Richest UK bosses just got richer

The richest bosses of Britain’s richest companies have been unaffected by austerity over the last year, raking in an average 40% increase in earnings over the same period.

The figures were exposed by pay analysts Incomes Data Services, and took the annual earnings of FTSE 100 directors to £3.3bn.

However, bosses are showing no such largesse to their employees, with average earnings for ordinary workers growing by just 0.7% over the last year and public sector workers seeing their average earnings fall by 0.4%, even before taking account of the effect of inflation.

The picture is part of a long-term trend that has taken chief executives’ pay from 47 times average workers’ earnings in 1998 to 120 times average workers’ earnings today, and the disparity is set to grow well into retirement, with the average annual pension entitlement among bosses of the UK’s biggest companies currently standing at over a quarter of a million pounds.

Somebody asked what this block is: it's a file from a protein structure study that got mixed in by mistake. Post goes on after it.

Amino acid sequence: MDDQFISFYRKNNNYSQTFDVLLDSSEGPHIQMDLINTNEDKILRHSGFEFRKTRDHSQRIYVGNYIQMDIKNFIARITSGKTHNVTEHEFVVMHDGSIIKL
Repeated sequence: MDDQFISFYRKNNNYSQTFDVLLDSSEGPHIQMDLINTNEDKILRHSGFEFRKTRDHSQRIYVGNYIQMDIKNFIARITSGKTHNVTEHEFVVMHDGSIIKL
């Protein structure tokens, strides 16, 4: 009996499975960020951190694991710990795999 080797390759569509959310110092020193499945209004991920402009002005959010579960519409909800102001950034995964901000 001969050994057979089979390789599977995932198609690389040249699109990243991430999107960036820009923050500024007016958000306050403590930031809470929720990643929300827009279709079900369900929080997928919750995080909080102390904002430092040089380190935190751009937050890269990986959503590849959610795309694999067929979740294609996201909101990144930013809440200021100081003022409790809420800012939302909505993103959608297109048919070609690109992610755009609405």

The bonanza for shareholders and bosses, coming at the same time as the Tory government preaches the need for service cuts and pay freezes, has been aided and abetted by that same government, which has handed big business billions by slashing the corporation tax paid on profits and awarding income tax breaks to Britain’s biggest earners.

UNISON general secretary Dave Prentis said that top CEOs’ “median salary is an eye-watering £568,500, and, as if that wasn’t enough to live on, it was topped up with a £553,200 bonus”.

He added: “The FTSE 100 chief executives now earn 120 times the average earnings of their employees. What can make someone at the top worth so much more than someone at the bottom? It’s a statistic that should alarm us all and it is not sustainable.”


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